by Colin Matthews

large orchestra
Full Orchestra
Instrumentation - 4331 - timp -perc(4): crot/metal chimes/lujon/5 tuned gong/glsp/bell tree/sleigh bells/2 siz.cym/handbells/2 springcoils/2 brake drum/vib/susp.cym/3 bell plates/mark tree/brass bells/3 tam-t/t.bells - pno - harp - strings (10 vln.10.vla.10 vlc.8 db)
Commissioned by the London Symphony Orchestra for the opening concert of Mstislav Rostropovich's 1993 Festival of Britten
First Performance
25.2.93, Barbican Hall, London: London Symphony Orchestra/Mstislav Rostropovich

Study score (fp) 0-571-55719-8 on sale, full score and parts for hire

Programme Notes
Colin Matthews Memorial Memorial lasts for approximately twenty minutes and is divided into five sections: the first section and most of the fourth are for strings alone (there are ten each of violins, violas and cellos), with piano and harp. Matthews describes the work’s course: ‘Underpinning the music is a pedal note, a constant C sharp usually in the bass register but often moving up through the orchestra, which persists until the final section, a forceful processional, which moves away from the staticness of the rest. Other landmarks are the percussion – entirely metal percussion – held back until the third section: and a kind of “refrain” of four chords, heard first near the beginning on piano and harp, and as the final gesture of the work.’ The composer was partly influenced by something that came after the title and after the work’s general character had been decided: ‘In the spring of 1992 I visited for the first time my grandfather’s grave on the Somme, and at the same times saw the extraordinary Thiepval Memorial, designed by Lutyens to commemorate the 73,000 or so soldiers missing on the Somme battlefields between 1916 and 1917. Though there is not the least attempt at descriptive or pictorial writing in this work, the objectivity of this great untriumphal arch is something that I have aimed at matching.’ Philip Reed Please contact Philip Reed for permission to use this.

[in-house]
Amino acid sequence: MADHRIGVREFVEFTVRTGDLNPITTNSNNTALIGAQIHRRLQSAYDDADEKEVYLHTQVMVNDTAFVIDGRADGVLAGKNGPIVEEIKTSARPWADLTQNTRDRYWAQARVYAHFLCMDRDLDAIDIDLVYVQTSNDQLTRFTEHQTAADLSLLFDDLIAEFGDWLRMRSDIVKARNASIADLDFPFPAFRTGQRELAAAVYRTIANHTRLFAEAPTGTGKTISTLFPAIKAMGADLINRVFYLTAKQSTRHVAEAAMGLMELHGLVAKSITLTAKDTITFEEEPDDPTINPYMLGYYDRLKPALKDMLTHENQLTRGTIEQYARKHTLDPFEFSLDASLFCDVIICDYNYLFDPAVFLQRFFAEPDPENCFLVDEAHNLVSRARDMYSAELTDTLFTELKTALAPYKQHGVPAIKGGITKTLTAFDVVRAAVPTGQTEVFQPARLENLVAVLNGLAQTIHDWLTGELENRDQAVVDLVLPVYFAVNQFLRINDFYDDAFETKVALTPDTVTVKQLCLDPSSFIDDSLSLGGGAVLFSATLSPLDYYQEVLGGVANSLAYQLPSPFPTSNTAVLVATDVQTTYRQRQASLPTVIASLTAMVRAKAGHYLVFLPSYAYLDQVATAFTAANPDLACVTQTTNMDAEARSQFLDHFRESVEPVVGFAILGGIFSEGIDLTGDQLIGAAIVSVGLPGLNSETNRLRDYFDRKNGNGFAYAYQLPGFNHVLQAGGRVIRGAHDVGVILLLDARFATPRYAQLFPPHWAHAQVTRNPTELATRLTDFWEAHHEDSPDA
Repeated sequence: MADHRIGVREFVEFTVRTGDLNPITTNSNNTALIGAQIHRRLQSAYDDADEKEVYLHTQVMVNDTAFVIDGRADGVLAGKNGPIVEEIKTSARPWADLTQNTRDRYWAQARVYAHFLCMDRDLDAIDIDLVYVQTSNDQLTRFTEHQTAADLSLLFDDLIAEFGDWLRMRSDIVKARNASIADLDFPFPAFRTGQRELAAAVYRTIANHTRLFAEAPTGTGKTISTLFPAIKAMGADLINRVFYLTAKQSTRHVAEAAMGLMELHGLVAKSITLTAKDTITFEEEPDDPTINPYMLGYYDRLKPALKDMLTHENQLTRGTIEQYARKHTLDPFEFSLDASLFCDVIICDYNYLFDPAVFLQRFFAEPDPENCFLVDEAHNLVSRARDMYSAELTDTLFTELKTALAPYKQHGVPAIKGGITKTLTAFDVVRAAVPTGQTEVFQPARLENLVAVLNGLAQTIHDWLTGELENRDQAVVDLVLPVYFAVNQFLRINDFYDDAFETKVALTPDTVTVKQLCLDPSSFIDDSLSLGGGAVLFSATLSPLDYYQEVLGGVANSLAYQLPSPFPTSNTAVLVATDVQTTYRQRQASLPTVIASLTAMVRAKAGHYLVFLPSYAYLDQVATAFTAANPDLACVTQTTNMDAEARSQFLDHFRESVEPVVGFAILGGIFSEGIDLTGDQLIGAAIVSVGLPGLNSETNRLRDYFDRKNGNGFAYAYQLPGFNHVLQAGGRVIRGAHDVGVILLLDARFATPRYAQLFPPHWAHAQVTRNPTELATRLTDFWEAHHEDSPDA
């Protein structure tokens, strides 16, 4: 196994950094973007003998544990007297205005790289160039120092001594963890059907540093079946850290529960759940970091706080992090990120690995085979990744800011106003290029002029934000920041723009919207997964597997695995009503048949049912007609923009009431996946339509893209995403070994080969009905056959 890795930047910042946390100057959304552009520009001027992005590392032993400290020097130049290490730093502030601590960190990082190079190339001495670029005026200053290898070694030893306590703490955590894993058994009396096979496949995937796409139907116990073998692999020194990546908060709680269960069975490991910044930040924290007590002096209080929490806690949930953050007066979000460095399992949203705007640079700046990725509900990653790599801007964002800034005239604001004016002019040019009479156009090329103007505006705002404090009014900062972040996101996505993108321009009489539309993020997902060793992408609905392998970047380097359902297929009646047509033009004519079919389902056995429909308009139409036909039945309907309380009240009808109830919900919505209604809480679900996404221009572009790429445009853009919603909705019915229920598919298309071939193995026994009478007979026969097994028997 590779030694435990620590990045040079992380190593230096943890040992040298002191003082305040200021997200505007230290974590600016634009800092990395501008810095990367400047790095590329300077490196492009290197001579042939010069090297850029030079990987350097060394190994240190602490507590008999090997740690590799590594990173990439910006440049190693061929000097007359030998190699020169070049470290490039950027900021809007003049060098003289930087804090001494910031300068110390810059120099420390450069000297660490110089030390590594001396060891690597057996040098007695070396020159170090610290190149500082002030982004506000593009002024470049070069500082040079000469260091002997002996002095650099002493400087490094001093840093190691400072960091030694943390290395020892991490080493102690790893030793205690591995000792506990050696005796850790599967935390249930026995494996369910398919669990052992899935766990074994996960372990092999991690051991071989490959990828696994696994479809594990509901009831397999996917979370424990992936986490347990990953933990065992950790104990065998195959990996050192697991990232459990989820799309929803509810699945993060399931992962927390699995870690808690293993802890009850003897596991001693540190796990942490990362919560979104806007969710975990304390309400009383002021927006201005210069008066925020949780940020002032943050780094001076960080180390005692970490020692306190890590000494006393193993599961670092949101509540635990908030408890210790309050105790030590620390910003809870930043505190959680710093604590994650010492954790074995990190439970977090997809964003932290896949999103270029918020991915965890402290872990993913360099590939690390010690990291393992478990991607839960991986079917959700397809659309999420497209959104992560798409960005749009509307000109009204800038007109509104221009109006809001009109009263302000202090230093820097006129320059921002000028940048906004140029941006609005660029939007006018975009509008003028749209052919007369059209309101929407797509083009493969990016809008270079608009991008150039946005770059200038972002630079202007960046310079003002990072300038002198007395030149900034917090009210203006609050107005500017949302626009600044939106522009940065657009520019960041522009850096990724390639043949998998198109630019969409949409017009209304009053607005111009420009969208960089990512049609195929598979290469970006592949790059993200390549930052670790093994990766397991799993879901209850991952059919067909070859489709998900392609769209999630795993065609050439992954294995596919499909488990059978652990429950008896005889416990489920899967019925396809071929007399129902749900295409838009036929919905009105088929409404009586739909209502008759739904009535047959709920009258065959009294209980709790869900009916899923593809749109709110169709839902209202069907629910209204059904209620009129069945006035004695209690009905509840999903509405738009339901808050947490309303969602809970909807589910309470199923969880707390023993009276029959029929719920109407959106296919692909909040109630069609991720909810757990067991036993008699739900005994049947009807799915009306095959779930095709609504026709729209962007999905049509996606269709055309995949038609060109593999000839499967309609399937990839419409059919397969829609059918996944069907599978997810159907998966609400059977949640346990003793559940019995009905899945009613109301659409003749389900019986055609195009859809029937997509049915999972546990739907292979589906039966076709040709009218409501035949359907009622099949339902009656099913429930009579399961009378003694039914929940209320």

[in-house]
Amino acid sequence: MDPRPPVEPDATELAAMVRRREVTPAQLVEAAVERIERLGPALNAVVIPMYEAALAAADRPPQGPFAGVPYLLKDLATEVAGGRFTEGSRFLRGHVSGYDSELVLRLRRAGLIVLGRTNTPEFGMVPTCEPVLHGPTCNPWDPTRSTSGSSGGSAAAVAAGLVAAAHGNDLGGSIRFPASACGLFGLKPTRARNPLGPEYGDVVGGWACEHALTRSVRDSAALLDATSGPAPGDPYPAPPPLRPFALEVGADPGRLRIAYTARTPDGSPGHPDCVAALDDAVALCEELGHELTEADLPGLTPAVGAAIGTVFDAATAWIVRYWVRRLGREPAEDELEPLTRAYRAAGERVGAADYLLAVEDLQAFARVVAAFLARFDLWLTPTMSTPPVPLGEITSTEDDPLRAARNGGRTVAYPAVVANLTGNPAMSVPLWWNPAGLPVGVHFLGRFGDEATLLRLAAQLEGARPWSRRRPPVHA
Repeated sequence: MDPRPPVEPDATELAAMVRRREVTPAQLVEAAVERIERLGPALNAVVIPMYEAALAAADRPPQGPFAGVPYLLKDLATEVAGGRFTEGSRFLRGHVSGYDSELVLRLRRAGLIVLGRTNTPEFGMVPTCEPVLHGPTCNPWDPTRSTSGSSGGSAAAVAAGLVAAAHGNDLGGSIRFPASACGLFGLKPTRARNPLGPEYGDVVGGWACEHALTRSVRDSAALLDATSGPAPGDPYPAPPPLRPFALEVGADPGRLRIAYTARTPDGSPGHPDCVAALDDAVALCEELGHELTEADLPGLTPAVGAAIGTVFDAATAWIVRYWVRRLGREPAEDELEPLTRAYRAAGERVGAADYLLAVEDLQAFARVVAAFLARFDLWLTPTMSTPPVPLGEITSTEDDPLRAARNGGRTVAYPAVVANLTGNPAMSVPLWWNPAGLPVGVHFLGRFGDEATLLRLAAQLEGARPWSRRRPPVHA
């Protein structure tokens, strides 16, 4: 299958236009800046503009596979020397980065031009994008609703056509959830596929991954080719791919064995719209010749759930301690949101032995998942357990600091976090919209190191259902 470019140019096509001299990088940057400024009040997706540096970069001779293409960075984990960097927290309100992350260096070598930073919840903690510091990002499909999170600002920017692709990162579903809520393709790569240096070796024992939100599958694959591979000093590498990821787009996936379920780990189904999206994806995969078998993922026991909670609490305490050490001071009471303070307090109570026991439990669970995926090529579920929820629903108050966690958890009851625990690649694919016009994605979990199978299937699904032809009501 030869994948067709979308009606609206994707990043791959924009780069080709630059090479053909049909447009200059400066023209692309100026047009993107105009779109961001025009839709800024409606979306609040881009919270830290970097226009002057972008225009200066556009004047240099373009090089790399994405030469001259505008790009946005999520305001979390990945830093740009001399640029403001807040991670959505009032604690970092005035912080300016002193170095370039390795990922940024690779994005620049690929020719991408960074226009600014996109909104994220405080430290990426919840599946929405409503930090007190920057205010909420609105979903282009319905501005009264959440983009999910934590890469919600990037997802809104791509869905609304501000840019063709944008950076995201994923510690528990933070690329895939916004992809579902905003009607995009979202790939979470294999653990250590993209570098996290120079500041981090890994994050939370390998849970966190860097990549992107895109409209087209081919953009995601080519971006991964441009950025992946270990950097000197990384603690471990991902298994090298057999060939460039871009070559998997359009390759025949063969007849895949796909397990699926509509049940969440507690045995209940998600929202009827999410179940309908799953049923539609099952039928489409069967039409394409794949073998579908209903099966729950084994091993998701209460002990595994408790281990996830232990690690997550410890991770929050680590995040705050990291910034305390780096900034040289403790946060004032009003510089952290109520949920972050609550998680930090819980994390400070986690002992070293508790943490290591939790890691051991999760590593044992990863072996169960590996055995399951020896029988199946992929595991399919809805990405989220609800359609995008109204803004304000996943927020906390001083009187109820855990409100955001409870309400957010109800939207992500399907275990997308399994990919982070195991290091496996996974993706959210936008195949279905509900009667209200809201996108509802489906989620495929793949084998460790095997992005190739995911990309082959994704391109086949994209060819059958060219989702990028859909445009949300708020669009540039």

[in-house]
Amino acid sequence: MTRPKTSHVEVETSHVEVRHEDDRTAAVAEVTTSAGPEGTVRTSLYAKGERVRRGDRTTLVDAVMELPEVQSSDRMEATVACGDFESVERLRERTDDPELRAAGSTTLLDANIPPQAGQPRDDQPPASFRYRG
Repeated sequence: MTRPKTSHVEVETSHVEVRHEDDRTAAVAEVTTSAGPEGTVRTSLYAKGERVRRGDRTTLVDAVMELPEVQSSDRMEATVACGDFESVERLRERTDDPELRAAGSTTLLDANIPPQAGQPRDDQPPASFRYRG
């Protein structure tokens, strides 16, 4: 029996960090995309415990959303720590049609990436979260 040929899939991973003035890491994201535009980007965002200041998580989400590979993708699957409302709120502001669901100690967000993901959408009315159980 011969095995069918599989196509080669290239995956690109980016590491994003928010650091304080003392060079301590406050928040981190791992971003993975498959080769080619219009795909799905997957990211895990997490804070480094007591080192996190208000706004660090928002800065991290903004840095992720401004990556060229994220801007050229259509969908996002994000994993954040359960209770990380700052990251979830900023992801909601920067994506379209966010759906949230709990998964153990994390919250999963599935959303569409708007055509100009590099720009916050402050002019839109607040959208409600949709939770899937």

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News & Reviews

'Memorial' reviews

‘… the most staggering orchestral work I have heard this decade. Concentrated, intense, and turbulent, this piece contains more substance and craft than many a repertoire behemoth. Hear it and be amazed and enriched." Chris Dench, Soundscapes, October 1996 Read more

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